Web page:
“This is the biggest logistical challenge the world has ever faced.” This is how Toby Peters, an engineering and technology expert at Britain’s Birmingham University, describes the task of manufacturing and delivering a vaccine for COVID-19 to the world. The Reuters article calls this the “biggest medical manufacturing challenge in history.”
Our focus since the start of the pandemic has understandably been on a vaccine to stop the disease. Researchers are developing more than 140 vaccines against coronavirus. Vaccines typically require years of research and testing before reaching the clinical stage, but scientists are working to produce an effective and safe vaccine by next year.
Of the vaccines currently under development, only three are in Phase III (large-scale efficacy tests), the last stage before being approved for use. Trial results will indicate whether regulators approve a candidate for public use.
Now we know that making and distributing a vaccine, should one be produced, is a daunting task as well.
In the meantime, the CDC says COVID-19 cases in the US could be ten times higher than reported. In other words, the true number of infected Americans may top twenty million. The Texas governor said this week that his state is facing a “massive outbreak” of the virus. State health departments reported more than 37,000 new cases yesterday, setting a one-day record.
This local story especially touched me: Betty and Curtis Tarpley of Fort Worth, Texas, were married for fifty-three years. Both contracted the virus. Nurses wheeled Betty into Curtis’s ICU room so they could be together. They died this week within an hour of each other.
The “glue” that holds our “potentially unstable society” together
We have been focusing on the theme of encouragement in discouraging times. As we face an escalating pandemic, ongoing recession, and divisive debates over policing, statues, and autonomous zones, Christians can find ways to “rejoice in hope” (Romans 12:12) and then share their hope with a hopeless world.
Today, let’s close by claiming the hope we find in God’s presence, whatever our circumstances might be.
In Civilization: The West and the Rest, historian Niall Ferguson identifies six factors that contributed to the growth and success of Western civilization:
- Decentralized competition that created a launch-pad for nation-states and capitalism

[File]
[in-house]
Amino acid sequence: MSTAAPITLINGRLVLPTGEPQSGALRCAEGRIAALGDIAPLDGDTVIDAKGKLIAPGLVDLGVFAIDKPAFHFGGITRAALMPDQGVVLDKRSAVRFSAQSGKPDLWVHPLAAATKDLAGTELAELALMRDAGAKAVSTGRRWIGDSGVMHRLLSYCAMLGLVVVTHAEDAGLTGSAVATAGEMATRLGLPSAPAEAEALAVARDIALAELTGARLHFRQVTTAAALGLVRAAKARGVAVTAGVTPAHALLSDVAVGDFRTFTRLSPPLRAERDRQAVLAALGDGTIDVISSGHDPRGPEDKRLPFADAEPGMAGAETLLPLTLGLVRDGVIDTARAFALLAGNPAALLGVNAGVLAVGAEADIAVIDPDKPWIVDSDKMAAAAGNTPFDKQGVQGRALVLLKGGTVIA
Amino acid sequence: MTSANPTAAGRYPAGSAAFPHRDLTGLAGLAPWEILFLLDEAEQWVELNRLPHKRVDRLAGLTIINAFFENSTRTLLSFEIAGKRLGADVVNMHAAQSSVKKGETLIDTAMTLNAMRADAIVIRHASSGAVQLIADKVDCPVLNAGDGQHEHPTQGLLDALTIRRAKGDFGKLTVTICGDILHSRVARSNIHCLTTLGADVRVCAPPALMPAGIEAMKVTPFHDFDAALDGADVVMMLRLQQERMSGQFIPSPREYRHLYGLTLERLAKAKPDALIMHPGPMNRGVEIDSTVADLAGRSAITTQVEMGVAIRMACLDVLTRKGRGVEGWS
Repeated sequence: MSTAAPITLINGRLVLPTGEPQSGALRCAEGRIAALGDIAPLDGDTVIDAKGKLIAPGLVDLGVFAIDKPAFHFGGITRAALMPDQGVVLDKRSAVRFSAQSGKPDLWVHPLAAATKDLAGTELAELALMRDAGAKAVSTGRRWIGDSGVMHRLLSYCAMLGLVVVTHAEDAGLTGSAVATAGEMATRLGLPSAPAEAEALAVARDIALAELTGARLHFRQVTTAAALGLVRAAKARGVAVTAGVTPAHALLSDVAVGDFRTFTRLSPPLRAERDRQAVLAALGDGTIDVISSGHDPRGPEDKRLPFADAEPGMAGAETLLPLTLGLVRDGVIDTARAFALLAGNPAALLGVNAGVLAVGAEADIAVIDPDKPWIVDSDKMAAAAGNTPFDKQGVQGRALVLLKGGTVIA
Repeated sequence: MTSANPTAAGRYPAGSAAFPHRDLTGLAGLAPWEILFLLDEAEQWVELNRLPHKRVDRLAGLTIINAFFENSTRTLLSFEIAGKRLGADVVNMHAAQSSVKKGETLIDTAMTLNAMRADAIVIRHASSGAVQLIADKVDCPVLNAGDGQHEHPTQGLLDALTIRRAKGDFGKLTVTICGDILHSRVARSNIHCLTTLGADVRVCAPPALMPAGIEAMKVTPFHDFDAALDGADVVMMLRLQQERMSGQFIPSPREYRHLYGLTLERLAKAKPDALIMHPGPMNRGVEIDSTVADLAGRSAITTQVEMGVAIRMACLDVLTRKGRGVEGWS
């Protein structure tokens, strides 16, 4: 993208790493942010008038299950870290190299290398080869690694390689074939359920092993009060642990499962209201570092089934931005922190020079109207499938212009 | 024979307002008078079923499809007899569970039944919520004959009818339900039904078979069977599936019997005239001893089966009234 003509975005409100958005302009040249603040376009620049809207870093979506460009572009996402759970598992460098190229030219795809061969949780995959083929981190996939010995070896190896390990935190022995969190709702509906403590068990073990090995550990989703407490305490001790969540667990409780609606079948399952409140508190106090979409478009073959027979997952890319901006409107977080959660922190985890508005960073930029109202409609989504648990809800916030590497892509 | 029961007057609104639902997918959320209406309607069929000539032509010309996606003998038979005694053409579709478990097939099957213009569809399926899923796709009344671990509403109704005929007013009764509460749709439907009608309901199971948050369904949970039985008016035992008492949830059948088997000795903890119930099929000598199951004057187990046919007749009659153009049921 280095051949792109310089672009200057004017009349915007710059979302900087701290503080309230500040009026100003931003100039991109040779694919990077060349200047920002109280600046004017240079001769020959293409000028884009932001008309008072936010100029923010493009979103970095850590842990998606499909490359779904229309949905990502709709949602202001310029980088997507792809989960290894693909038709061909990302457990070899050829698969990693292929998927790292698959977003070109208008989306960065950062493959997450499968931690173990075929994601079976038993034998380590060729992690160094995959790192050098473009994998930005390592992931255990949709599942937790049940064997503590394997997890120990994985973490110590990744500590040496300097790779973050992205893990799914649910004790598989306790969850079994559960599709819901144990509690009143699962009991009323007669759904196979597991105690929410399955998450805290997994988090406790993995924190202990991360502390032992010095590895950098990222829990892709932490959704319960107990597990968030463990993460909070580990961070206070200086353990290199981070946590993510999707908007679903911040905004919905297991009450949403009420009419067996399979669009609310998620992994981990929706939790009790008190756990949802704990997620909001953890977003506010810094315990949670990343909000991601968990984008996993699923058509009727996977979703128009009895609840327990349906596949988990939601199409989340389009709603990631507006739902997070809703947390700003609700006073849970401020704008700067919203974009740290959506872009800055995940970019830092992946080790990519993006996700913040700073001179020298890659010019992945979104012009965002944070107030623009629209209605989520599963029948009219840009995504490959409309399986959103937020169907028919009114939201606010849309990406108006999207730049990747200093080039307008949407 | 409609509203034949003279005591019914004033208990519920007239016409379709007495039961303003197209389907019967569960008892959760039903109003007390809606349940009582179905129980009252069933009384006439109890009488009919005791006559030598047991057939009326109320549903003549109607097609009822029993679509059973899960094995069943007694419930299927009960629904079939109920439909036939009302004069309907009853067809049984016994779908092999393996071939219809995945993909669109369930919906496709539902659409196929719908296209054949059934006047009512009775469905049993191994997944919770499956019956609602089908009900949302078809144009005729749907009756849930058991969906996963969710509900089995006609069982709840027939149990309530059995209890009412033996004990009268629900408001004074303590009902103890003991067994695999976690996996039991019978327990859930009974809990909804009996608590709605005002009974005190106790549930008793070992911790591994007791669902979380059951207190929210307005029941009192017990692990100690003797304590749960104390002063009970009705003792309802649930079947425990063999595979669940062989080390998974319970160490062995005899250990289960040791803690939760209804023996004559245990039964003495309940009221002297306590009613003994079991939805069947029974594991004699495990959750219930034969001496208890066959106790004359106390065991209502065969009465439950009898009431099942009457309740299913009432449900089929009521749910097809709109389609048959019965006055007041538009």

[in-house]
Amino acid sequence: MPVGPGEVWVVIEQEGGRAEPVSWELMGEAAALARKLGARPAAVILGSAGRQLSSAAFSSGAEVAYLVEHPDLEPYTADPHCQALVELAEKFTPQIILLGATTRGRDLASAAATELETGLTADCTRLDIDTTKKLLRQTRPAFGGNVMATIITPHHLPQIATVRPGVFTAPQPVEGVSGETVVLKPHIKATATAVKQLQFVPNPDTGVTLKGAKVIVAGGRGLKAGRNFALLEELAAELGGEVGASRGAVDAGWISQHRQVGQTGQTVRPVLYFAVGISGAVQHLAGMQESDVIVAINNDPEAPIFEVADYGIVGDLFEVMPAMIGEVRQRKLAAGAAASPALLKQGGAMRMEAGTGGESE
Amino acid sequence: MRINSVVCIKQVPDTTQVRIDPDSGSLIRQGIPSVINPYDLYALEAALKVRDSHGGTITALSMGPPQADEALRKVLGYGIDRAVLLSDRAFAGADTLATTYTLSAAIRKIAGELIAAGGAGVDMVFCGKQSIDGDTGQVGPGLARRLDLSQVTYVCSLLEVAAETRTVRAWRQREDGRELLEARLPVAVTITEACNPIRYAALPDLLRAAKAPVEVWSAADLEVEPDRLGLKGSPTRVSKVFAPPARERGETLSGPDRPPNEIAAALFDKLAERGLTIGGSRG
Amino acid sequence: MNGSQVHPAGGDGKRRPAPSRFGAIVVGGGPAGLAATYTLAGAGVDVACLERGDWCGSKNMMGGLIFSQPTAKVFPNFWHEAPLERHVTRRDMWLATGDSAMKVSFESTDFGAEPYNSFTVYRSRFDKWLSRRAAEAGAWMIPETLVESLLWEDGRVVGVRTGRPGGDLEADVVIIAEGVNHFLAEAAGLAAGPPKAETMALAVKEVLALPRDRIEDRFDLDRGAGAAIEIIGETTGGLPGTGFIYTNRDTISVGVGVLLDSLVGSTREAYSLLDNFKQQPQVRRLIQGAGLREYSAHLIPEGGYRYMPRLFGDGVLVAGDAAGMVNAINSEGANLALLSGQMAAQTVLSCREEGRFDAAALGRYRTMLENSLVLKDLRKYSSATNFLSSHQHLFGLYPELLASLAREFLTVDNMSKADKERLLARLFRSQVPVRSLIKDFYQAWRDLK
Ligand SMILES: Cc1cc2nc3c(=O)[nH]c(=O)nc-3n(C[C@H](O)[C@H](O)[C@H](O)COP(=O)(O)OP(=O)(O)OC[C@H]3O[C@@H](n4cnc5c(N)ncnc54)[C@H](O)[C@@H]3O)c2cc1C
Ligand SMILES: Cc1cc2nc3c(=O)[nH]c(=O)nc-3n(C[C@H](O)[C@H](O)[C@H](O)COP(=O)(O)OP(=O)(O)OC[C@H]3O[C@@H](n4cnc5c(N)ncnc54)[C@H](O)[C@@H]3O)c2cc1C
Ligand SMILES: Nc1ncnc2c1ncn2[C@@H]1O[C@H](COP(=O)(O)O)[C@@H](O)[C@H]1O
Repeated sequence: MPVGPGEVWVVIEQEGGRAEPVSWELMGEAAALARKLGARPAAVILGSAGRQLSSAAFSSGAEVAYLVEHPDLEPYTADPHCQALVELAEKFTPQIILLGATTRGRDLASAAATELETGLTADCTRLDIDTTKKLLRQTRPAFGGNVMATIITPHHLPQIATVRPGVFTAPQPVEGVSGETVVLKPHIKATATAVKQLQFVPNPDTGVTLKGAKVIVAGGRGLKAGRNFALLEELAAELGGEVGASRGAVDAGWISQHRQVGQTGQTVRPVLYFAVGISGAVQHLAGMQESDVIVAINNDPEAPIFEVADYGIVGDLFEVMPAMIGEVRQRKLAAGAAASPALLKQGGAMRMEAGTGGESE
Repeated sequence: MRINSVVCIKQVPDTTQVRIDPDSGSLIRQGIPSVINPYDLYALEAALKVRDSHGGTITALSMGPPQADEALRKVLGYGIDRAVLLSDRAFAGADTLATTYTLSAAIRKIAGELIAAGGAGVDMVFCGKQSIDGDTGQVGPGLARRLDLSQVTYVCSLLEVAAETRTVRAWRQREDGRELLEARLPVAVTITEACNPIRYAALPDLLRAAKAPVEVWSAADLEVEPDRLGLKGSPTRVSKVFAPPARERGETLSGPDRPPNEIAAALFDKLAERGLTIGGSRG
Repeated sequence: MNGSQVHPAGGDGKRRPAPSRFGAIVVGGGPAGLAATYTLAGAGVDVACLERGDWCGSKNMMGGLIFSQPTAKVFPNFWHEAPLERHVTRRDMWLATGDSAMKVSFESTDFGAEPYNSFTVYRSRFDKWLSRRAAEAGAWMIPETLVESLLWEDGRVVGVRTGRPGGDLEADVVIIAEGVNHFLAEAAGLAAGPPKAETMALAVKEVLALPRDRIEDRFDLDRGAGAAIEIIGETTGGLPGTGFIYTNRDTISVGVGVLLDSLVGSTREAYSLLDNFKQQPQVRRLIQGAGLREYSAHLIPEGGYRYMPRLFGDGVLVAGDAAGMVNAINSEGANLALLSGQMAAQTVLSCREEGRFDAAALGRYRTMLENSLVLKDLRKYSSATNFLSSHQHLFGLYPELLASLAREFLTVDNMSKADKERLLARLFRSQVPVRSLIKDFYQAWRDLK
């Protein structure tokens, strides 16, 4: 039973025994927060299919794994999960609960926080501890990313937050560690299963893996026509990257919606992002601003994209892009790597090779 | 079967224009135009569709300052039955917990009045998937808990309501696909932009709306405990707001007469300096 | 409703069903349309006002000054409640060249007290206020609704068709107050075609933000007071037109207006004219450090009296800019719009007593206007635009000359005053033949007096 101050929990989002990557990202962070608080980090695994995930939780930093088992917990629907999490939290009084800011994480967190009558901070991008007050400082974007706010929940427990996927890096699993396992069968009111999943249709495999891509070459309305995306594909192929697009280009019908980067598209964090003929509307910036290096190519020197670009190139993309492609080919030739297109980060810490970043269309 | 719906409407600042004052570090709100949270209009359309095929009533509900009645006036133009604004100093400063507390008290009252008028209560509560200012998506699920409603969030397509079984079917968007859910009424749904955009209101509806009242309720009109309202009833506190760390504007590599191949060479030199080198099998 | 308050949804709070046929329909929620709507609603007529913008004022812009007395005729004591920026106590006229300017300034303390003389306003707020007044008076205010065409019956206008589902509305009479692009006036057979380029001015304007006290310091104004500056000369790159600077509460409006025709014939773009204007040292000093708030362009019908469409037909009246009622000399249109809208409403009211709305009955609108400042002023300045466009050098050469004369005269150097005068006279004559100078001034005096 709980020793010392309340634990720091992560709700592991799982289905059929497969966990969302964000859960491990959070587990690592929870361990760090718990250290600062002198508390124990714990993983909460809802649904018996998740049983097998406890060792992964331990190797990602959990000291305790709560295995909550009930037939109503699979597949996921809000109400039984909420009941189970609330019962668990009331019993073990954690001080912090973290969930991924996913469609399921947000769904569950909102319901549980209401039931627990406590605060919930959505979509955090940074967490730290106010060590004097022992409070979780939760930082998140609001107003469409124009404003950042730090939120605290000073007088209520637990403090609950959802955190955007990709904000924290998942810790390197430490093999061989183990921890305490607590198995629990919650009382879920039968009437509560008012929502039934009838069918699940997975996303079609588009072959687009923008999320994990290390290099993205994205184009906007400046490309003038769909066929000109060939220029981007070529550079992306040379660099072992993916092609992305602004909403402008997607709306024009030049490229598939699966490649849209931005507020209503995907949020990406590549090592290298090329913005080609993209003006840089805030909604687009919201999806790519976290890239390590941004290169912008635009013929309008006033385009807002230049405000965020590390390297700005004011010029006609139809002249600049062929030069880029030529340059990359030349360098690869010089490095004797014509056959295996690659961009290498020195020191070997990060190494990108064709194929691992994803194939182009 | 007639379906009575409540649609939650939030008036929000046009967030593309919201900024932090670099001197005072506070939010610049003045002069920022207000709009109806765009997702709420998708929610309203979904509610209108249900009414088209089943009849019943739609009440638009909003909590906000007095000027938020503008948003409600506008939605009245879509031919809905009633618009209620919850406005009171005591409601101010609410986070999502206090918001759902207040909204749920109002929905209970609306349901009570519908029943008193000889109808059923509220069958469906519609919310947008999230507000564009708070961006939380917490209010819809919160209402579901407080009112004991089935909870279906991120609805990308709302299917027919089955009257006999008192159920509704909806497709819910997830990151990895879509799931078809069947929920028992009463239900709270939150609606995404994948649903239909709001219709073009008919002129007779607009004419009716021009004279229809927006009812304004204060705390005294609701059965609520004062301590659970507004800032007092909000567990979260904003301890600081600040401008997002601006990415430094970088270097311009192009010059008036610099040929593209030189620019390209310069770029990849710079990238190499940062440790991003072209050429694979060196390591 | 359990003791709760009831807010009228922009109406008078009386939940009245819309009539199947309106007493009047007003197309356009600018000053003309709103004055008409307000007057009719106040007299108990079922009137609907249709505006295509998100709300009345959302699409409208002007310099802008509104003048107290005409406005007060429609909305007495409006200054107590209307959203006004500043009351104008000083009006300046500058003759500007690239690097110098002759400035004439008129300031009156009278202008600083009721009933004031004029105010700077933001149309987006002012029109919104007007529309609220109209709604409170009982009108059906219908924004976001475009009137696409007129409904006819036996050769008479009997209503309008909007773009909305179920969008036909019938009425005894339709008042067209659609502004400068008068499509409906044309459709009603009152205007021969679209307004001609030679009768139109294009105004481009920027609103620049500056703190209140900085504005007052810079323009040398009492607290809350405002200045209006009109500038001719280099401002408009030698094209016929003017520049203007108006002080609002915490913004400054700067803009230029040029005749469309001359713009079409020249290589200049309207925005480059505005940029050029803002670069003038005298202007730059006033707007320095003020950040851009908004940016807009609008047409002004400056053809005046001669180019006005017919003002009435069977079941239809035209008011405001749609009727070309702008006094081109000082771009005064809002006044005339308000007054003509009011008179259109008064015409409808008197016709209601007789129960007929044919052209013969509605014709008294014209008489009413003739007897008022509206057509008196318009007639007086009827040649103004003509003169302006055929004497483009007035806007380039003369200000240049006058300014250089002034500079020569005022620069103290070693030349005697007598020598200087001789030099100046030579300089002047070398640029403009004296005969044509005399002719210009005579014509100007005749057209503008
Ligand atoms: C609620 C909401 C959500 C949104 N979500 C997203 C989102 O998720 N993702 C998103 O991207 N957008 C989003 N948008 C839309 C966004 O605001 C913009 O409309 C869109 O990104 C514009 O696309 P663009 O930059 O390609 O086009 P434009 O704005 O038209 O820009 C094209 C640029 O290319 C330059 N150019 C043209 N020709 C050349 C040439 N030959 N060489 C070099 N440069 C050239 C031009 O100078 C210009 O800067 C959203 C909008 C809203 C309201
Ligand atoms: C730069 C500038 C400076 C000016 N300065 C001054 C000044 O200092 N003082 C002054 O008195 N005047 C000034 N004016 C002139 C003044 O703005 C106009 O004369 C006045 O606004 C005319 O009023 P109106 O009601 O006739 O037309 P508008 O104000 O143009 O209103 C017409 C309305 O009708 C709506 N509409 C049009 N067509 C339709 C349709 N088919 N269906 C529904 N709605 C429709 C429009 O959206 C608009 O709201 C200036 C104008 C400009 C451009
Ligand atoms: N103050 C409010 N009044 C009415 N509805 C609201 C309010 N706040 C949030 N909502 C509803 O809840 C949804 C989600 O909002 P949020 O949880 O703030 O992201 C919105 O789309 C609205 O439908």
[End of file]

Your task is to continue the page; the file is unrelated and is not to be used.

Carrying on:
- A commitment to science, especially in military applications
- Property rights and the resulting rule of law and representative government
- Advances in medicine and thus life expectancy
- A consumer society that drove the Industrial Revolution
- A work ethic and moral framework “derived from (among other sources) Protestant Christianity, which provides the glue for the dynamic and potentially unstable society” created by the first five factors.
When we remove this moral “glue” from the culture, we should not be surprised when the culture comes unglued.
“My King and my God”
Conversely, when we live all of life under the sovereignty of our King, we find that his word, wisdom, and provision give us contagious hope in the most hopeless of times.
When Paul and Silas sang hymns to God at midnight in a Philippian jail, “the prisoners were listening to them” (Acts 16:25). When a group of Moravian Christians continued to sing and worship God in a fearful storm, John Wesley was deeply impressed and eventually made their faith his own.
In the midst of his “groaning” and “cry,” David turned to “my King and my God” (Psalm 5:1–2). Note the order. A deity can be our god without being our king and master, as many religions across history can attest. But if a deity is our King, he must also be our God.
I can have a transactional relationship with a god, as the Romans did with their pantheon of deities. We can separate such religion from the real world, Sunday from Monday. But I must have an unconditional relationship with a true King. All that is mine is his. All that I am is under his sovereign authority.
Would God say he is your King today?
God sends angels “when we are doing the dishes”
James Koester of the Society of St. John the Evangelist writes: “We often discount the ordinary in our lives, forgetting that God is as likely to send angels when we are doing the dishes, working at some task, or having coffee with a friend, as when we are engaged in some grand and mighty scheme. The challenge is for us to pay attention.”
If we trust that God is King over and in every circumstance we face, the worst that can happen leads to the best that can happen. Dying from COVID-19 or anything else leads to life, eternal and glorious.
And we find hope in Jesus that will draw others to our Lord.
Max Lucado writes: “In May of 2008, Steven Curtis Chapman and his wife, Mary Beth, lost their five-year-old daughter in an automobile accident. They were deluged by messages of kindness. One in particular gave Steven strength. It was from a pastor friend who’d lost his son in an auto accident. ‘Remember, your future with your daughter will be greater than your past with her.'”
Max adds: “Our final home will hear no ‘goodbyes.’ Gone forever. Let the promise change you. From sagging to seeking, from mournful to hopeful! From dwellers in the land of goodbyes to a heaven of hellos!”
This is the hope we find when we make God our King. I’ll ask once more: Would God say he is your King today?